Free Trade Agreement Between Pakistan And China

September 21, 2021 at 12:09 pm

Phase I – Tariff Reduction Modality of China within five years of the entry into force of this agreement: the Early Harvest programme between the two countries, which entered into force on 1 January 2006, has been incorporated into this bilateral free trade agreement. In the package as a whole, Pakistan is granted zero market access on industrial alcohol, cotton, sheets and other household textiles, marble and other tiles, leather goods, sporting goods, mangoes, citrus fruits and other fruits and vegetables; Steel products and machinery. China will also reduce its tariffs on fish and the dairy sector by 50%; frozen orange juice; plastic products; rubber products; leather products; knitwear; Woven clothing, etc. In the 2017-2018 fiscal year, the volume of trade between China and Pakistan amounted to $13.2 billion, or 16.4% of Pakistan`s trade volume. On 9 April, the 11th meeting of the 2nd meeting was held in Beijing. Negotiations for a China-Pakistan free trade agreement have taken place. China`s Vice Minister of Commerce and Vice Representative for International Trade Wang Shouwen met with delegations led by Pakistan`s Minister of Commerce Sukhera and Finance Minister Dagha, respectively. The two sides held extensive consultations on issues such as tariff reduction on trade in goods, investment and customs cooperation and made positive progress. [9] Chinese President Hu Jintao and his Pakistani counterpart Pervez Musharraf on Friday oversaw the signing of a free trade agreement between the two allies here in Islamabad on November 24, 2006. The document was signed by the trade ministers of both countries. In particular, the Protocol introduces a new timetable for the elimination of customs duties in order to expand reciprocal market access, amends the rules of origin and trade aid provisions and adds a new chapter on customs cooperation.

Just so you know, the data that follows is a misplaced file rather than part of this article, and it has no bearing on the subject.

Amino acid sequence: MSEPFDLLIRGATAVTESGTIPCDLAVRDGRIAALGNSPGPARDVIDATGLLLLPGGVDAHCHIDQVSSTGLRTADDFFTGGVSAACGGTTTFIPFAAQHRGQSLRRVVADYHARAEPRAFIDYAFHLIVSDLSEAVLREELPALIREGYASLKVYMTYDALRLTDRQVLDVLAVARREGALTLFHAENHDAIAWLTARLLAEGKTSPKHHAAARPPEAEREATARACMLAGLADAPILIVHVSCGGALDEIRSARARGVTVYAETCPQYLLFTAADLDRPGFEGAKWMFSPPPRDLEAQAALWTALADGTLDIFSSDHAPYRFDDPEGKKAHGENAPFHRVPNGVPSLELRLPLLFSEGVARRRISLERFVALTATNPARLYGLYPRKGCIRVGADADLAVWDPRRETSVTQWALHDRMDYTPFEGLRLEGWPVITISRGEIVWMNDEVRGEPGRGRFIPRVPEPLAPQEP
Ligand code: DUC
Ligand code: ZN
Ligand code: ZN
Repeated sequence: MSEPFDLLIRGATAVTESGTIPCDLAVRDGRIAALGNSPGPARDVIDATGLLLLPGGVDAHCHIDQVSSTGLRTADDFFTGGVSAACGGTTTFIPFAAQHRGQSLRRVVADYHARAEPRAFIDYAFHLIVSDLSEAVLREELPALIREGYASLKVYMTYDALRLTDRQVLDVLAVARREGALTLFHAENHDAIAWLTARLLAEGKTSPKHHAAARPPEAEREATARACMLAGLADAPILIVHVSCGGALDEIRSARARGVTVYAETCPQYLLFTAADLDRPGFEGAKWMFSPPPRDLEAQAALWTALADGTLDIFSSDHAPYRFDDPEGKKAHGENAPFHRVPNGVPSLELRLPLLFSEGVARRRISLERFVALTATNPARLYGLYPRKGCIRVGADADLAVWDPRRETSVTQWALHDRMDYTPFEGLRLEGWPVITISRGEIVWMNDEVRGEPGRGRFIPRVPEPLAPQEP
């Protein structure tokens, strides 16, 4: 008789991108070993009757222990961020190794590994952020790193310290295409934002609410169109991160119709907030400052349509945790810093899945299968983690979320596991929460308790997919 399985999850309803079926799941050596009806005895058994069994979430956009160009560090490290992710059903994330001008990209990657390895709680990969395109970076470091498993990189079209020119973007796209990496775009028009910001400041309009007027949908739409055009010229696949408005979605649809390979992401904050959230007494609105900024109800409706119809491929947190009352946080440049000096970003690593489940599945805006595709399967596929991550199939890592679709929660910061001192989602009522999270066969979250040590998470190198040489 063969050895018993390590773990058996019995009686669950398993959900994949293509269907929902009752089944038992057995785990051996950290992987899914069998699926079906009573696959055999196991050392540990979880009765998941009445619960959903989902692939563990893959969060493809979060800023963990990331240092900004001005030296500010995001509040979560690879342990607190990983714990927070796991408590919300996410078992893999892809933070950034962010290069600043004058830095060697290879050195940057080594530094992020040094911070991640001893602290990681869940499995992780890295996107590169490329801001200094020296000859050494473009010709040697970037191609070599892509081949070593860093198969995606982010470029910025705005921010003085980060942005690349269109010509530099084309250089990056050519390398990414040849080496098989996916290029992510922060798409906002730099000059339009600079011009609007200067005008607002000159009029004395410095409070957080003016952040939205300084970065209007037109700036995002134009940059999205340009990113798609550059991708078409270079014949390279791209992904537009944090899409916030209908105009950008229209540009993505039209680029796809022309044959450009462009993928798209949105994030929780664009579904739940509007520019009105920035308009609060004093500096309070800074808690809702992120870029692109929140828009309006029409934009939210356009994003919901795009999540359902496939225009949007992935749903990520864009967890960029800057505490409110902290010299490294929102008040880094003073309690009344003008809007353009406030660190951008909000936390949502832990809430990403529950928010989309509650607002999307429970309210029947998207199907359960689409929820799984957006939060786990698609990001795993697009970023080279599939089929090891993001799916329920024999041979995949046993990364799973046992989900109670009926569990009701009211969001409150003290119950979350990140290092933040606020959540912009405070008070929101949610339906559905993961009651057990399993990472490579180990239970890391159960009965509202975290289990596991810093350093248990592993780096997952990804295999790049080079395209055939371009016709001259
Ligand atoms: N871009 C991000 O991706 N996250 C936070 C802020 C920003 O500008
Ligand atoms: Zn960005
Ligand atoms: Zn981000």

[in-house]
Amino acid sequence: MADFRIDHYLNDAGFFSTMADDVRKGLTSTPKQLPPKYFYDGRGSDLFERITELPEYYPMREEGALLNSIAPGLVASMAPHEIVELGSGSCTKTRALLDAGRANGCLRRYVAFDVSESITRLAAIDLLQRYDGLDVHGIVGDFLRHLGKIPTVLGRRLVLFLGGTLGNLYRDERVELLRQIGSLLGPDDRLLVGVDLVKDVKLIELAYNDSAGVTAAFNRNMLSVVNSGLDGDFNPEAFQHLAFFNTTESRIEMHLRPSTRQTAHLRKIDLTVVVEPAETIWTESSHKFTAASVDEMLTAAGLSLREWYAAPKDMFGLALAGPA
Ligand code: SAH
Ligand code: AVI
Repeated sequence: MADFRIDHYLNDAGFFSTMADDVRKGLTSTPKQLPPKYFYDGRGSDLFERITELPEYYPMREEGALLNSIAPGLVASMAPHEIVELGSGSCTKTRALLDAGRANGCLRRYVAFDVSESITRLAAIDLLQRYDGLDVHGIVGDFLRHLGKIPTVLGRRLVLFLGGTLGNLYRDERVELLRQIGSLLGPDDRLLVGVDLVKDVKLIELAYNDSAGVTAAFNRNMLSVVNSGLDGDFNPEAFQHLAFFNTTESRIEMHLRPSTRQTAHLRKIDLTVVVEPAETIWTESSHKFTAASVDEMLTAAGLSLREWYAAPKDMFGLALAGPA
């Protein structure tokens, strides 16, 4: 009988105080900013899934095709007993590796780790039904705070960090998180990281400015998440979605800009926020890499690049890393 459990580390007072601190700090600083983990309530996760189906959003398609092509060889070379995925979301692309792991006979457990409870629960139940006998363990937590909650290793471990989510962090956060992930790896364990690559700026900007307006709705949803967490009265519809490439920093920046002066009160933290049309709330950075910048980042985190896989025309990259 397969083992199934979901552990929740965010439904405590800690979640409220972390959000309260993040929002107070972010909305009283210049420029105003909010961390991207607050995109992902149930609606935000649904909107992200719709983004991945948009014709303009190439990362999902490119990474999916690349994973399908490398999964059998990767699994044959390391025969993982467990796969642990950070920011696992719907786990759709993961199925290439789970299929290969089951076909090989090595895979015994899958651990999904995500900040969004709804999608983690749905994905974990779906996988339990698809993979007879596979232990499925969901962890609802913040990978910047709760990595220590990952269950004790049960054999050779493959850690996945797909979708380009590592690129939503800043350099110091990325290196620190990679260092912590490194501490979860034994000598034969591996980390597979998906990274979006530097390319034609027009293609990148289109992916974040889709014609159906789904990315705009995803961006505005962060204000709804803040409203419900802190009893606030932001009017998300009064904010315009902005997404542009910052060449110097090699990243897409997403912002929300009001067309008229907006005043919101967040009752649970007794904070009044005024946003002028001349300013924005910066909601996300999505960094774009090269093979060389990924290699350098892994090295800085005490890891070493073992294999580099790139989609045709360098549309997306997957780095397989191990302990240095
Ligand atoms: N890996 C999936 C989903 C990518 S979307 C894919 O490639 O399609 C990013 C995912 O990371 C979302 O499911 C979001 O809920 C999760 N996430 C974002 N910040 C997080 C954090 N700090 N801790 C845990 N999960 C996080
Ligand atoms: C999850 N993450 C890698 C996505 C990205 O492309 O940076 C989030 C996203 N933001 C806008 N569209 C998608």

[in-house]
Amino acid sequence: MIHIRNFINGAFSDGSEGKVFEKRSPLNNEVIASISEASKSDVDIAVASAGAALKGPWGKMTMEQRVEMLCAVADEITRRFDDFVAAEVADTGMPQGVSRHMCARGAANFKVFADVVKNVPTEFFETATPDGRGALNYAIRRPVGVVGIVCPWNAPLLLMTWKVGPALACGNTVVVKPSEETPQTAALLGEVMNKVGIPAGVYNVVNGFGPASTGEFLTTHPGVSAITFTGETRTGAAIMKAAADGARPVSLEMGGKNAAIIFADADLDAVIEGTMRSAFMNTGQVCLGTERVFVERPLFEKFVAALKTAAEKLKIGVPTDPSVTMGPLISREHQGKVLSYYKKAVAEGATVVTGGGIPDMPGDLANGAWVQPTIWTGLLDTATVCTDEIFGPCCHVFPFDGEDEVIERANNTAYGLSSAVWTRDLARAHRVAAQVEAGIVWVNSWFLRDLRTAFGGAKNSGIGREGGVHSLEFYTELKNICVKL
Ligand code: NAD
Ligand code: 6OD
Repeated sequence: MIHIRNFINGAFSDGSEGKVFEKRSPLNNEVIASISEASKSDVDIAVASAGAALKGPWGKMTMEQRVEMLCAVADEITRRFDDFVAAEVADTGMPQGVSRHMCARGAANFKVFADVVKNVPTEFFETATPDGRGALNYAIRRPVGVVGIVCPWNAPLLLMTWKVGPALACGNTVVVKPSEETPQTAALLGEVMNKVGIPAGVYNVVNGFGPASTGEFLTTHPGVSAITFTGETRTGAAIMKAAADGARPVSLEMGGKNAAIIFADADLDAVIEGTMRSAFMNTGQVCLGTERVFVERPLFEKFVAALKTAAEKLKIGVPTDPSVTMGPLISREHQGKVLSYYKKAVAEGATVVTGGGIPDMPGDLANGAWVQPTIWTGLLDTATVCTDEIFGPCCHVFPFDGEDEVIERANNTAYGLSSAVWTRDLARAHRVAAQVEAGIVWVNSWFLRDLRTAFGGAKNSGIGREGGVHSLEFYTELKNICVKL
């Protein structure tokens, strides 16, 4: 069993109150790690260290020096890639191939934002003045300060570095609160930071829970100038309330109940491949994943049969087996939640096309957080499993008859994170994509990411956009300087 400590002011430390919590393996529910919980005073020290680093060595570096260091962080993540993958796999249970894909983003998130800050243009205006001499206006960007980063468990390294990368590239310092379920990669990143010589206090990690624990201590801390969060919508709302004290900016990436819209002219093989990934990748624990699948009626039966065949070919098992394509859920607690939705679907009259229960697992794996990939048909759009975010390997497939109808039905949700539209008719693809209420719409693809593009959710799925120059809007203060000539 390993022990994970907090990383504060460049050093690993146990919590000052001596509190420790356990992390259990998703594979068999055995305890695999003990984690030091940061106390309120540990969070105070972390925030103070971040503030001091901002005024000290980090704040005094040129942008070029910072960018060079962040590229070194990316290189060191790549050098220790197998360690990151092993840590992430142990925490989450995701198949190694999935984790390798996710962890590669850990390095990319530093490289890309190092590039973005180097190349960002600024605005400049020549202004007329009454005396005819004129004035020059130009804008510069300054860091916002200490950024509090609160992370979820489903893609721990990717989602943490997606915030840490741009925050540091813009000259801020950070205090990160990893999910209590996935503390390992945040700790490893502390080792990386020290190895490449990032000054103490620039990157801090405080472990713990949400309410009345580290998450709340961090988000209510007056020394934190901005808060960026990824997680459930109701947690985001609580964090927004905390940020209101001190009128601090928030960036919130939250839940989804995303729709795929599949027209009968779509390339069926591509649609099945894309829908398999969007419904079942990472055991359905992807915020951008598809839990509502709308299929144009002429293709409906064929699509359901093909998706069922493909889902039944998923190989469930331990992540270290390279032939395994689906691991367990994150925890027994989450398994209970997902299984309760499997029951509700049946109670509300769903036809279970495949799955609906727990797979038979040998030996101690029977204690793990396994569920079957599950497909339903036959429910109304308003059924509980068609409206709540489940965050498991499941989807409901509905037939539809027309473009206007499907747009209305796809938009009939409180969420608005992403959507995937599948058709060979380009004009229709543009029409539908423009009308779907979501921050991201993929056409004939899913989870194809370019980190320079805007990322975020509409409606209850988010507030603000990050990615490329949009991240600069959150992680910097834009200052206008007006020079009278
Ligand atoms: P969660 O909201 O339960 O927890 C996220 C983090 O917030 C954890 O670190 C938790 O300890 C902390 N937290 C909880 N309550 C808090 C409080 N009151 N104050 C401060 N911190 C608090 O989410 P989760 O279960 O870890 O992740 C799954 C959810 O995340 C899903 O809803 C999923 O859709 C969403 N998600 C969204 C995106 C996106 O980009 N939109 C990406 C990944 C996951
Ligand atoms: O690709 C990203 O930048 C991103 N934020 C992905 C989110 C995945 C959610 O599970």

A second phase agreement is being negotiated between China and Pakistan. The second phase will further reduce tariffs and standardize various trade procedures. [8] [to be updated] This round of CPFTA revisions expands and diversifies business opportunities for companies on both sides, while preserving fair and equitable protection of local industrial interests. This is in line with China`s free trade agreements with New Zealand, Peru, Costa Rica, Switzerland, Iceland, Singapore, Australia, South Korea, Georgia, Chile and Pakistan, as well as the Asia-Pacific Trade Agreement. The protocol provides that the share of tariff lines with non-tariff products between China and Pakistan will gradually increase from 35% to 75% over a period of 10 years, as implemented by China and 15 years by Pakistan. . . .